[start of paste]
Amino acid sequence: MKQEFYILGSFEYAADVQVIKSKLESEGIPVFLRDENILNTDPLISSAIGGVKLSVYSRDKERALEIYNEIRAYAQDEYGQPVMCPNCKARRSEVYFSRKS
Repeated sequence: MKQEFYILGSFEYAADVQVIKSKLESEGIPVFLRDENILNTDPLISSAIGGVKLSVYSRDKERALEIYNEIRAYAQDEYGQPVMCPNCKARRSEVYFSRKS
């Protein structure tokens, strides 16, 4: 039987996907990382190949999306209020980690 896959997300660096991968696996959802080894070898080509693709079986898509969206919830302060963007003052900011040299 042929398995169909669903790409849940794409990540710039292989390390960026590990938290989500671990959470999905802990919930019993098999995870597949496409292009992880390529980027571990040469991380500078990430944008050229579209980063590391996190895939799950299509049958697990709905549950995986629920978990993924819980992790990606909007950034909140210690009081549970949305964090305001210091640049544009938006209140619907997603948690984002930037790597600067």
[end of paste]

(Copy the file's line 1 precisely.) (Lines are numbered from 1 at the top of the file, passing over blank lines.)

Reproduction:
Amino acid sequence: MKQEFYILGSFEYAADVQVIKSKLESEGIPVFLRDENILNTDPLISSAIGGVKLSVYSRDKERALEIYNEIRAYAQDEYGQPVMCPNCKARRSEVYFSRKS